The last two years have been tough. Really tough. A pandemic we didn’t understand (and still don’t, to some extent), remote work, worry about job security, longer shifts at work, risk of infection, stay-at-home measures, juggling childcare or homeschooling kids, lack of work/life balance, social isolation, depression, anxiety – the list goes on and on. The uncertainty created by the virus led to other issues that weren’t necessarily good for us: worry, loss of sleep, binge eating, less exercise, use of alcohol or other substances, and exacerbation of mental health issues. Because we were unable to spend time with those closest to us due to COVID, it became even more difficult to connect or get help from those we rely on most.
Now that we are more able to access our social and emotional connections, do we? Are we able to open up to say, “Whoa. That was hard. That was a lot, and I didn’t deal with it very well.” It’s important to realize the pandemic has had a very real effect on humans and our emotional well-being. But for once in our lives, we don’t have to feel like we are alone – this has been hard on everyone.
The Century Foundation looked at the U.S. Census’ Household Pulse Survey to determine the increase in mental health issues during the first year of the pandemic. They found that moderate-to-severe anxiety was 37.3%, up from 6.1% in 2019. Additionally, moderate-to-severe depression was 30.2% - four times higher than before the pandemic. A statistic of great concern is anxiety among young adults: Individuals under 35 years of age experience moderate to severe anxiety rates that are close to 25 percentage points higher than older individuals. This can culminate in less productivity in school and in the workplace and could potentially lead to stalled economic growth and inequality in the future.
The impact of COVID on the workforce
Indeed.com did a survey of 1500 working Americans across all age groups, experience levels, and job industries. 52% of the respondents said they were experiencing burnout during 2021 – up from 43% from their pre-COVID study. 67% of all workers believe that burnout has worsened during the pandemic.
In healthcare, where workers continued working in person throughout the pandemic, female physicians reported higher rates of burnout as they experienced greater conflict trying to balance work and parenting responsibilities. Only 49% of physicians reported feeling happy in 2020 versus 69% before the pandemic. According to an article published in The Lancet journal, EClinicalMedicine, 38% of 20,947 healthcare employees reported experiencing anxiety or depression, 43% reported work overload, and 49% felt burned out. Interestingly, stress was reported to be higher among nursing assistants, medical assistants, social workers, inpatient workers, women, and people of color.
The Mayo Clinic lists risk factors that can impact burnout:
· Heavy workload/long work hours
· Lack of work/life balance
· Work in a helping profession (i.e. healthcare)
· Feelings of loss of control over work
According to Mayo, unaddressed burnout can have significant consequences, including:
· Excessive stress
· Sadness, anger, irritability
· Alcohol/substance abuse
How can I manage stress and anxiety?
On a positive note, the pandemic has brought mental wellness to the forefront in a society where there is often a stigma about seeking help for mental issues. The Mayo Clinic suggests several strategies for self-care to help you regain control of your physical and mental wellness:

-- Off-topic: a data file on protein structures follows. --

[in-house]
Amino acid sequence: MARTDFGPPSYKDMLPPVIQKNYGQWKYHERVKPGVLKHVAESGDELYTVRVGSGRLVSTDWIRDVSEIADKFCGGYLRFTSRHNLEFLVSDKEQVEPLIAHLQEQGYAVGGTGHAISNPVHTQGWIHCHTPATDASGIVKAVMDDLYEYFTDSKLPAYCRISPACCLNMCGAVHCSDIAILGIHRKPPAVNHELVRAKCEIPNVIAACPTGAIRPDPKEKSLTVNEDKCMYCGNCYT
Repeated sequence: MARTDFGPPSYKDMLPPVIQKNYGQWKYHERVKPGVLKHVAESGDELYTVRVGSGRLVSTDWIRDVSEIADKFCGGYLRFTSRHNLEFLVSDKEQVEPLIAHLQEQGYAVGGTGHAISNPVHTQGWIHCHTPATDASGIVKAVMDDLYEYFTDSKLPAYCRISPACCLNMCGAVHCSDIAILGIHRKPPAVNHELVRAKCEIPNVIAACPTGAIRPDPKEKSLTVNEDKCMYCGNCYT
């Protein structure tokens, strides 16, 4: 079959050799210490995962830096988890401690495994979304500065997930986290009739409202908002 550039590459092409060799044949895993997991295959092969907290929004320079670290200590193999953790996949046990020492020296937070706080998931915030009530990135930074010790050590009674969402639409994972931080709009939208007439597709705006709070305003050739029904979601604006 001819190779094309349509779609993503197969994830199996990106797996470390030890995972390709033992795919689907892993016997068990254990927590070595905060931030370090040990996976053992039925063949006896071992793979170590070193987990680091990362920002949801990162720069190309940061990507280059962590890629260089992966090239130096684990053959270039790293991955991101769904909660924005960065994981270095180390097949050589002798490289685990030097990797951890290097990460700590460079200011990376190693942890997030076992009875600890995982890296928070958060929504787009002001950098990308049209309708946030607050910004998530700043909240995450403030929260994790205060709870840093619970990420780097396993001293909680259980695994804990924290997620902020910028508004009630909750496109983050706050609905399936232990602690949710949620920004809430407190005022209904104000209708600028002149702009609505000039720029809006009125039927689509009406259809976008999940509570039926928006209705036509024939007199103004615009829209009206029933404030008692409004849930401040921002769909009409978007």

· Get enough sleep
· Exercise regularly
· Choose a well-balanced diet; limit refined sugar and caffeine
· Avoid tobacco, alcohol, and drugs
· Try a relaxing activity (tai chi, yoga, meditation)
· Mindfulness and breathing
· Make human connections
A word about men
The Cleveland Clinic runs an annual educational campaign for men called MENtion It. They did a survey of 1,000 American men in 2020 in search of information about COVID-19 and its effect on men’s mental health. Seventy-seven percent of respondents said their stress levels had increased, and 59% said they felt isolated. In fact, Mental Health America (MHA) reported that 70% of people who screened for moderate-to-severe symptoms of anxiety or depression are struggling most with loneliness or isolation. In 2021, the MHA survey reported that rates of frequent thoughts of suicide are the highest they have recorded since their founding in 2014. While women are more likely than men to attempt suicide, men are more likely to be successful in their suicide attempts. And with the high rates of isolation and increased stress and anxiety, it is more important than ever for men to take care of their emotional and mental states.
Because men tend to have fewer friendships than women and those friendships tend to be activity-based, they sometimes have more difficulty showing vulnerability and establishing close social connections with other men. It is important – now more than ever – for men to take advantage of their support systems to develop and strengthen connections. Connection with others is grounding and vital for survival. Healthy, honest, and genuine relationships form a safety net that fortifies against depression and anxiety AND enhances our experiences of life. By learning how to trust others, we also learn to trust ourselves.
Sovegna offers individual therapy that allows everyone time to delve into their depths and clear out that which has not served them well. We also offer group sessions that emphasize the essential skills for forming and maintaining genuine connection. Call us today at (385) 429-9808 to schedule your confidential appointment with one of our therapists or to sign up for a group session.